Forestry 'size of Cardiff needed' to provide timber
Woodland bigger than the size of Cardiff needs to be re-planted in Wales to make up for commercial forestry lost over the past 15 years, industry experts have warned.
They believe ministers are placing too much emphasis on the environment at the expense of trees grown for timber.
Britain is currently the world's third largest importer of wood.
Ministers said they were encouraging commercial forestry organisations to invest in woodland creation.
Conifer forests have been a familiar sight for half a century in Wales and have helped the timber industry grow.
But Confor, which promotes the forestry industry, warns that at least 16,000 hectares - or 40,000 acres - of commercial forest have been lost since 2001 and need to be re-planted to meet needs.
Half of the woodland is managed by Natural Resources Wales with the the other half by private companies.
As an industry, it is estimated to be worth more than £450m a year to the Welsh economy.
But there is a conflict with environmental policy.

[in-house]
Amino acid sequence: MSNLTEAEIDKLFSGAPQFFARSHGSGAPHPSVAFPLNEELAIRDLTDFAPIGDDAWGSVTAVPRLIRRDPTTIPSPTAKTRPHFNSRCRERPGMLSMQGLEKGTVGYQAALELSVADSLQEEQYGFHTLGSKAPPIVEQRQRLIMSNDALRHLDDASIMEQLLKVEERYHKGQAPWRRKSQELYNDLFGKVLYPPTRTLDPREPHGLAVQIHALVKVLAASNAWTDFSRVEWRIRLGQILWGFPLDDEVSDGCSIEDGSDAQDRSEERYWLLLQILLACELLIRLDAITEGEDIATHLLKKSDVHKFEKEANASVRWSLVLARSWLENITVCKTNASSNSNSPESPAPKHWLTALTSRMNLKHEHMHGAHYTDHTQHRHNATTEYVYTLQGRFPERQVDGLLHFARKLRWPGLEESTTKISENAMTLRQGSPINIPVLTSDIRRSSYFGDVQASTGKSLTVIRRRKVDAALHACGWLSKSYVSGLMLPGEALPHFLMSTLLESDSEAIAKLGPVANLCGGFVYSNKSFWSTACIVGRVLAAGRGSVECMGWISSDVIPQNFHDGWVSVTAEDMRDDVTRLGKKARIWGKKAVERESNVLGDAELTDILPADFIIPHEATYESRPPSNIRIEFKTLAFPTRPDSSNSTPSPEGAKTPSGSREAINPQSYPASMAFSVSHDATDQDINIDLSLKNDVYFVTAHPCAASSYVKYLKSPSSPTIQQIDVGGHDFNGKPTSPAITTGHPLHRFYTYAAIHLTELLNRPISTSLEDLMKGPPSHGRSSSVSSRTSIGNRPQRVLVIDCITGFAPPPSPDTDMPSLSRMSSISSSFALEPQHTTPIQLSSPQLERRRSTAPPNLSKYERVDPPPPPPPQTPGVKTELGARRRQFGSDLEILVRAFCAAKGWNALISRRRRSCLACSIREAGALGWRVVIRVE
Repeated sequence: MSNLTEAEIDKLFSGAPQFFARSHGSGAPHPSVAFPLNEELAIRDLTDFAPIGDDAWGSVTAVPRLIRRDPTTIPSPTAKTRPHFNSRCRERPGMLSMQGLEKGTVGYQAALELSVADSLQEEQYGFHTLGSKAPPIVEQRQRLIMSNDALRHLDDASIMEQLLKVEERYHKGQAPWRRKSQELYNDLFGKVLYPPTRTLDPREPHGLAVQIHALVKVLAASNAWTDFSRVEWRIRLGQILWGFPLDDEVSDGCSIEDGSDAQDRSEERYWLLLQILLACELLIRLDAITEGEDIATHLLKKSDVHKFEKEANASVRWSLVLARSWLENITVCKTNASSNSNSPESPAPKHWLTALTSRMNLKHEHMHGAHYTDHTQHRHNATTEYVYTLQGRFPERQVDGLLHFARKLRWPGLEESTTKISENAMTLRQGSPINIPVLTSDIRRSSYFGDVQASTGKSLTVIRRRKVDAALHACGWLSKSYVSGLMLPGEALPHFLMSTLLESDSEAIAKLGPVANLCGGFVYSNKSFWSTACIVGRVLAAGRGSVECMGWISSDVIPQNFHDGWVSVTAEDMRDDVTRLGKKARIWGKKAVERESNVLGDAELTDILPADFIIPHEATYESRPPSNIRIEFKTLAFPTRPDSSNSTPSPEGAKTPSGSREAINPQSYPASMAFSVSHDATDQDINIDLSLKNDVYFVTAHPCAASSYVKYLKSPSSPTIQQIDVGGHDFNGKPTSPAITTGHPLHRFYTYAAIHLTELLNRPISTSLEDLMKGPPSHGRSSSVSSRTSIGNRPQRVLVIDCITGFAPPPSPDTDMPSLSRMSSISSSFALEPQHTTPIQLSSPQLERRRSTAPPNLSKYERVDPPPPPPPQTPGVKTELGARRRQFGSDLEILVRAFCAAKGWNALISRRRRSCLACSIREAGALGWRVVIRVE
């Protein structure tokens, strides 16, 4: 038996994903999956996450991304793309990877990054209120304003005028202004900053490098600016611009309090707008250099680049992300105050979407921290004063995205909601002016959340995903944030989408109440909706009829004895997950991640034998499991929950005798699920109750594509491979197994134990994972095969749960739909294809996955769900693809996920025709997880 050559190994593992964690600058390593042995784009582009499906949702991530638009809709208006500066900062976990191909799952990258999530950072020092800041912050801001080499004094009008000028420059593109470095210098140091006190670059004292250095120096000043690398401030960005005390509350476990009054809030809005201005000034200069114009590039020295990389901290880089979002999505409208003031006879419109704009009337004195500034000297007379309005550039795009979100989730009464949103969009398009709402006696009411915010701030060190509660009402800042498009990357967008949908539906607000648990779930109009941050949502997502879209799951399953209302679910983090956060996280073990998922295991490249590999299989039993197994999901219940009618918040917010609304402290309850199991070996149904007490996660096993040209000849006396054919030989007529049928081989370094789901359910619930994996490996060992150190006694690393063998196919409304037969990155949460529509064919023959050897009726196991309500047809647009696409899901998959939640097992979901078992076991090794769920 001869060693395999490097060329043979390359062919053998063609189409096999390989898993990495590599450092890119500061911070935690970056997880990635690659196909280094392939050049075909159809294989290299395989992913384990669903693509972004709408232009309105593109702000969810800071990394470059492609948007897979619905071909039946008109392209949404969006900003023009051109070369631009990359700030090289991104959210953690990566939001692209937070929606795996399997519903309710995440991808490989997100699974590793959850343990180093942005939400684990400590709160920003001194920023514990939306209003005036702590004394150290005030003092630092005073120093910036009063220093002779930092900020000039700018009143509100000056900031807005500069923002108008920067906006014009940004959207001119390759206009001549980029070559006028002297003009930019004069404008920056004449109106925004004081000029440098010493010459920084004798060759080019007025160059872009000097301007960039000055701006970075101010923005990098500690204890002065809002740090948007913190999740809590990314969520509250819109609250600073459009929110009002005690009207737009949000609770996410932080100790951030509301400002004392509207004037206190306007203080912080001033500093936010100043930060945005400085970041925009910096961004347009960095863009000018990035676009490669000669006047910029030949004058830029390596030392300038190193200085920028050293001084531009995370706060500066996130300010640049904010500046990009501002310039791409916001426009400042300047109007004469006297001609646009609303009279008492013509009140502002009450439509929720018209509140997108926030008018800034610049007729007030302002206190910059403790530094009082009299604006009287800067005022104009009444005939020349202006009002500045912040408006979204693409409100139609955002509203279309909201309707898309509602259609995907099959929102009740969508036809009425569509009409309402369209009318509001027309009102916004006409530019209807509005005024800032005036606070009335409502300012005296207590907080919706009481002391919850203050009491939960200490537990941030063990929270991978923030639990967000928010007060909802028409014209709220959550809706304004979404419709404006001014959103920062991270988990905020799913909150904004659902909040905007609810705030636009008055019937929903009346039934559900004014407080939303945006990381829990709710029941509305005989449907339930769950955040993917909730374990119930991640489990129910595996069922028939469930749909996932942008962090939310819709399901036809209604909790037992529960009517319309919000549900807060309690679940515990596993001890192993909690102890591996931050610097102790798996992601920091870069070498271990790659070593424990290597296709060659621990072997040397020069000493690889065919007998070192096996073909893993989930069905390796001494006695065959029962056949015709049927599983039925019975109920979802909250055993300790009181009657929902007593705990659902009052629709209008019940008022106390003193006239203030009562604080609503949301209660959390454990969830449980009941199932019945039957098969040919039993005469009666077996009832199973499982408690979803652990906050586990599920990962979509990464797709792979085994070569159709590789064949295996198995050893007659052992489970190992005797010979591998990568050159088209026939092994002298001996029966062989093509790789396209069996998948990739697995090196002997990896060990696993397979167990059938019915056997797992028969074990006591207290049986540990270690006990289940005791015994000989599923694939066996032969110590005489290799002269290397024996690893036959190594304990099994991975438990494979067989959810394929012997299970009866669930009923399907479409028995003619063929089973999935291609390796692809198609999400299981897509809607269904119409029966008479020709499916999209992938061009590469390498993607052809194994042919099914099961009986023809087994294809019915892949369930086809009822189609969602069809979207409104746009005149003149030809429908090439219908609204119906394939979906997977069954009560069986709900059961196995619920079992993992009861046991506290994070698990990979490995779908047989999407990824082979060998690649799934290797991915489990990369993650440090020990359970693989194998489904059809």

Successive ministers have wanted more native, broadleaf species of trees and better access for walkers and bike riders while conservationists claim commercial forests are bad for wildlife.
However, some forests in Wales are difficult to reach and hard to harvest while transporting the timber through rural communities can bring companies into conflict with local residents.
The Welsh government wants a balance between the environmental, the economic and the social in how forestry is developed.
It points to its Glastir scheme which encourages farmers and other landowners to plant woodland.
It said its Woodlands for Wales forestry strategy "sets out how we want Wales to be known for its high quality woodlands that enhance the landscape, provide real social and community benefits, support thriving woodland-based industries and contribute to a better quality environment".
Martin Bishop, of Confor, which represents 200 businesses in Wales, believes the emphasis on environmental aspects is seen as "sexier" than commercial forestry.
He said the current system is also too bureaucratic for creating new woodland areas.
Mr Bishop said 90 hectares were planted last year but there needed to be 20,000 hectares a year to meet long-term targets set by ministers.
"There's a huge market for our timber. Every saw miller tells me he would double or treble production if the timber was there to feed that mill," he added.